Ultimae Records is on a roll. The French electronic label has so far released the newest Solar Fields effort, the debut album from Connect.Ohm and the fantastic compilation album Greenosophy.
This year also saw the release of Daniel Segerstad's (from Swedish downtempo giants Carbon Based Lifeforms) sophomore release under the Sync24 moniker called Comfortable Void. And now he's set to release a collection of unreleased Sync24 material in the form of a download only album named Ambient Archive which features 14 tracks produced between 1996 and 2002. Apart from being full of familiar sounds and shapes, Segerstad also has a few surprises up his (relaxed) sleeve.
The journey through time starts with “Silence”, a track which showcases the familiar textures we became used to hearing on a CBL release with the rawer undertones of Sync24's earlier work. The bassline sounds familiar enough; it sounds like this could have been a very early demo for Dance of the Droids off of the recently released Comfortable Void, a refreshing take on a familiar concept. "Idle" also sounds like familiar territory. Vintage analogue synths lay on a bed of warm pads and soothing melodies. The vibe changes with the third track, which is interestingly named “Quad”. It's less ambient and more downtempo, sonically reminiscent of the later works of Jean-Michelle Jarre. "Nevermind" and "Return" let go completely of the characteristics of ambient music in favour of a more trip-hop-esque vibe. It's compelling to hear the classic CBL vibes mixed in with different genres. Even though it's less ethereal than his current stuff it manages to keep you interest with its dynamics and melodic passages. “M42” features a heavy percussive bassline and subtle bits of synth plastered over a 80s style drone. “Monolith” adds a lot of atmosphere to the already established dynamics featured on this album with a synth guitar and a steady rock and roll beat.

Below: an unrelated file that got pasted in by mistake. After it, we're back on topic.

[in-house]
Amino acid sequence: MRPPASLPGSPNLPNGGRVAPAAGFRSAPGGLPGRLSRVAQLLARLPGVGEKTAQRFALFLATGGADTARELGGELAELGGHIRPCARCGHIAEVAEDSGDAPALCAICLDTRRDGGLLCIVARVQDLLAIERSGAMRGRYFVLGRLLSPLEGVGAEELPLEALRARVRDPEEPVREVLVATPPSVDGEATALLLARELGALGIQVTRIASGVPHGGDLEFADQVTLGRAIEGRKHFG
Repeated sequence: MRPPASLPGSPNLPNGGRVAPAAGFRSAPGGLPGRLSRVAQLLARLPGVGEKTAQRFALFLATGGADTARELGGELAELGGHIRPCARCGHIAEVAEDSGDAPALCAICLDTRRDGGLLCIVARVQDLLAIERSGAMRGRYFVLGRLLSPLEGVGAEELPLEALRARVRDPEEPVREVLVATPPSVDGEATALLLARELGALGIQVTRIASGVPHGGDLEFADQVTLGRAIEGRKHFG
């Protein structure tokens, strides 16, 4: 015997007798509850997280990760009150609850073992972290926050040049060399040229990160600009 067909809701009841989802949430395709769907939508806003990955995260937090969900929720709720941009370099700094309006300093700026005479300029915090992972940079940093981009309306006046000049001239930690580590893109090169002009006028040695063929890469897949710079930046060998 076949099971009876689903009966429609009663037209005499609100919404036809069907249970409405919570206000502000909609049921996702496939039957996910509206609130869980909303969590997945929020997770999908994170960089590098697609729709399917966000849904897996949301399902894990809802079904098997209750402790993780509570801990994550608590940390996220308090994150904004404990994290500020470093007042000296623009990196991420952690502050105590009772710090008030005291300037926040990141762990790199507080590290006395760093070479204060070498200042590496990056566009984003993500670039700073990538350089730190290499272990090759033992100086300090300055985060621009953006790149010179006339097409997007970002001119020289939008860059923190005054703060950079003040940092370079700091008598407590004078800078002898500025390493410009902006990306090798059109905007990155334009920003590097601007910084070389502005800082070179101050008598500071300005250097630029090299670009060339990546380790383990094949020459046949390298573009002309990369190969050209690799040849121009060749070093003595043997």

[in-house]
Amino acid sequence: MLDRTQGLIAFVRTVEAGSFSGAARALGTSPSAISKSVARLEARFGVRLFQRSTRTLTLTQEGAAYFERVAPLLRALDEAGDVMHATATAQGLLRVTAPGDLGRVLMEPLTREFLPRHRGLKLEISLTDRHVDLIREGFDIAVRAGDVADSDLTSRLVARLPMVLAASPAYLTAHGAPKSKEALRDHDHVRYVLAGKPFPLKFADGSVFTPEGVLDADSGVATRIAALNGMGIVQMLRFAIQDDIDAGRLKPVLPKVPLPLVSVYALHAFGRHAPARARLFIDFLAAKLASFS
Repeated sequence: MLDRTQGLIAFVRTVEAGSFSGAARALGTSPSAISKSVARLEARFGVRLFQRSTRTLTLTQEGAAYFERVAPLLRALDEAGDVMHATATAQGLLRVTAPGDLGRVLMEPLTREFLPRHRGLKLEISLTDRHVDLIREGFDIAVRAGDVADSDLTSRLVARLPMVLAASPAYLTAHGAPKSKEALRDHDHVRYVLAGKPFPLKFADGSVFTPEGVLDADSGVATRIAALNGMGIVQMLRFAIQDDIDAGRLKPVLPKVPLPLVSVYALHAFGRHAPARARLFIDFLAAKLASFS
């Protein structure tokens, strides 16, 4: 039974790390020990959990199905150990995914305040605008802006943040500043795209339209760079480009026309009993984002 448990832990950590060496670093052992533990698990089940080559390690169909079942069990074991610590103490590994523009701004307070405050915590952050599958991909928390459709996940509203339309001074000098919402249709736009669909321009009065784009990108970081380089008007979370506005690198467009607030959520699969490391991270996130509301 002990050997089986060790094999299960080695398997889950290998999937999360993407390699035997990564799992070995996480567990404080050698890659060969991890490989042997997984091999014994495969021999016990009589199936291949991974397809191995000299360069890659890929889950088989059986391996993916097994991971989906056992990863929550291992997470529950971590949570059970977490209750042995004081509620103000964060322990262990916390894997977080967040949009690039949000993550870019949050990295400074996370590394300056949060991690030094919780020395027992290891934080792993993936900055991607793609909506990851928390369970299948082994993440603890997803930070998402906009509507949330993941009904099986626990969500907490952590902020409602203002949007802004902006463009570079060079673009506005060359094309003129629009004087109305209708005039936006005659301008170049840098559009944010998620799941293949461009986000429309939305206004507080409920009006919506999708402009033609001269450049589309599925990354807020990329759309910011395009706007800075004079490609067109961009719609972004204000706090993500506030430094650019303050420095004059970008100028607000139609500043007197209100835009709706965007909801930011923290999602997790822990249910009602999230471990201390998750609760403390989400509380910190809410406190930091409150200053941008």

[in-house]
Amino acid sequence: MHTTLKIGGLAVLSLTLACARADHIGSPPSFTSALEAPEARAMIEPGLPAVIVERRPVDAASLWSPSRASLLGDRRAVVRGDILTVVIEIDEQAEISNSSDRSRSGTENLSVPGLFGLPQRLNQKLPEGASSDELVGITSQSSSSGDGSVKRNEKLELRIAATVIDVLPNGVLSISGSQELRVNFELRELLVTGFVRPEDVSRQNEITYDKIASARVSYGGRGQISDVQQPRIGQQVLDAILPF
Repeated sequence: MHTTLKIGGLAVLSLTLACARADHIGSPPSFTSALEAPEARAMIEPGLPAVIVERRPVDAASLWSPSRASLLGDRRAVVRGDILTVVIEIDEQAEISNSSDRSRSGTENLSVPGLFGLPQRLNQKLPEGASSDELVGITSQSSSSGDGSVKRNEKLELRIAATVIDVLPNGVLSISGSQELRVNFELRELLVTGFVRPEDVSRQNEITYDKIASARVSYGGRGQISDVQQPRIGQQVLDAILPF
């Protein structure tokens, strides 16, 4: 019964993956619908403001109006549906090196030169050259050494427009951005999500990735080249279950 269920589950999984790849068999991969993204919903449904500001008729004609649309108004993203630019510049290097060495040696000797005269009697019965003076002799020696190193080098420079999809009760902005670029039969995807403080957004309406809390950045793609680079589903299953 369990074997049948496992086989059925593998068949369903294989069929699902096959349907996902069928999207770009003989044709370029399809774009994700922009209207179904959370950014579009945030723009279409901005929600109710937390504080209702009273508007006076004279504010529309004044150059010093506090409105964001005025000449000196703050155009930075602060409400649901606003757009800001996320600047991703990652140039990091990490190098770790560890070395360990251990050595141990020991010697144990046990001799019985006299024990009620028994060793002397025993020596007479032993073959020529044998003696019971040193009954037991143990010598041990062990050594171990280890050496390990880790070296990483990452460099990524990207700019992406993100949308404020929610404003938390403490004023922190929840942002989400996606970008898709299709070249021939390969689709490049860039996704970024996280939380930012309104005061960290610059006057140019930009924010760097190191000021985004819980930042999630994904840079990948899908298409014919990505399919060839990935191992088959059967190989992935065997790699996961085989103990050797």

The album swings you back and forth between relaxed and extremely relaxed without much effort or a noticeable transition. It's a unique look inside the mind of Sync24 at a time where he was busy figuring out his sound and his technique and it does a terrific job at showcasing just how talented this man really is. A plethora of genres are served to you on a silver platter and there are enough subtle layers in each track to keep you occupied (or to keep you company by filling up your room with a certain mood or atmosphere) and interested. On one hand it's a very engaging album, what with the melodies and rhythmic elements. On the other hand it's a perfect album to keep you company when you’re working at home or when you're trying to relax after a long day. The absolute high point of the album is track 10, the mysteriously titled “Red Fruit”, which sounds like an analogue jam on a warm afternoon. A close second is the 303 heavy Ambient track “Node” with its constant acid melodies and snappy FX. “Titan” wraps it all up rather nicely by being an extremely deep, slow and relaxing effort which is interesting thanks to its complex layering.
So is there nothing bad to be said about this album? I find it hard to spot a defect on this release. Of course it sounds a bit dated but that's understandable when the newest track on the album was created and finished 10 years ago. If you look past that fact all that remains is a terrific album which is both dynamic and engaging. An interesting release from back to back and certainly something I will put on repeat for the coming time. So if you're a fan of Carbon Based Lifeforms, Sync24 or of Ultimae Records (although, surprisingly, this particular album is released on Leftfield Records) entirely you cannot miss this well-crafted album by one of ambient's finest.